When I walked over to the US pavilion, I felt I had finally arrived. I was transported into a dream landscape – a composite image of Black architecture, material culture, and spirituality. The space was tranquil. The minimal use of sound and the placement of objects gave room for reflection. The silence invited me to pause and stand with the works. It called for me to interiorize the layers of conversations within each piece and the communicating elements between the artworks. Within Sovereignty, the transcendent and the mundane coexist. Leigh uses sculpture to create hybrid herstories by merging traditional African spiritual realities with new expressions to create Black diasporic ritual objects. But this bliss was often broken as I competed with bodies who aimed to park in front of the pieces and solely view them from illuminated screens. It was difficult watching white onlookers crowd around the portrait Sharifa (2022) and lazily snap a photo of her. They left as quickly as they arrived. Did they not notice the architectural lines of her foot? How you could fall into her gaze as she stared back at you?
This viewing process tainted my impression of the experience. Maybe I was being overprotective. It is a historical moment and seeing Black art presented on such a large stage made me want to completely immerse myself. The work deserved a level of engagement beyond taking a selfie and skimming the surface through Instagram filters. I think it’s time to reframe how we engage with art both individually and collectively, away from mindless consumption toward intentional digestion. I wanted to invite the other viewers to slow down and process how the artist’s provocations were functioning at each level. How was the space being activated or subverted to conjure the narrative? Where were the objects placed in relation to each other? What dialogue was happening between them? What context were you given to navigate the installation? What was your role within the space?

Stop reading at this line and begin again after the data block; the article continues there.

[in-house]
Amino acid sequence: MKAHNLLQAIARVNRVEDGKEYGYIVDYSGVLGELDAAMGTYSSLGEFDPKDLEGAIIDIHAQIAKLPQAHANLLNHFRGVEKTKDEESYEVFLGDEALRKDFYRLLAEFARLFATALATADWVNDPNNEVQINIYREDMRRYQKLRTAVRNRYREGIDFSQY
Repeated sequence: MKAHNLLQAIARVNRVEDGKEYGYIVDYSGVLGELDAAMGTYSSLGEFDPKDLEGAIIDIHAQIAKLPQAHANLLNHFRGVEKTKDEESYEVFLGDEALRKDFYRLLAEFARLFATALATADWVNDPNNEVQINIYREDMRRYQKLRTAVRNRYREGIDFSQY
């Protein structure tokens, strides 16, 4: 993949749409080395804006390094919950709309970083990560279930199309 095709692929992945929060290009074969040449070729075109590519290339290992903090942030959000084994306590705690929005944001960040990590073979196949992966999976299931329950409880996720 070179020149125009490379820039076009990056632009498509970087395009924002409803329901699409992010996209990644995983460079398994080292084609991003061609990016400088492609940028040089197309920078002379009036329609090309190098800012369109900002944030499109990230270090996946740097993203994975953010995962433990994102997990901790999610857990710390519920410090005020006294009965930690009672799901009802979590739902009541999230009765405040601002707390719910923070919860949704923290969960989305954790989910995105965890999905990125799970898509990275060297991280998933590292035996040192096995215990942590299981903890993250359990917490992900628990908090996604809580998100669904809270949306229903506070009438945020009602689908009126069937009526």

Alberta Whittle, Installation view at the Scottish pavilion in the 59th Venice biennale. Photo: C&
Yet I was proud of the accomplishments of Black womxn in this biennale – the first to have 90% womxn, many of them being womxn of color. After revisiting my notes from the trip, conversations on WhatsApp, and splices of impressions committed to memory, I reflect on dreaming as a collective transformation practice, where the mysteries of coded symbols are steeped in cultural ritual and dream interpretation is done by those who are arguably the most qualified – artists. Since childhood, dreaming has been my outlet for spiritual and creative exploration. The dreamscape became a place to consciously address my desires and fears, but also a space where to visit with deceased ancestors and connect to stories and events that happened before my lifetime, with the potential to reconstruct or even transmute them. The associations we have of dream imagery also relate to how we experience life. In my investigation of the biennale, I ask myself these questions: In what sense are dreams a way of collective remembering? How does the act of dreaming extend into waking life?
Mia Imani Harrison is a pacific northwest native Artivist (Art + Activist) and experimental poet. In a time where words hurt more than sticks and stones, she uses her art as activism.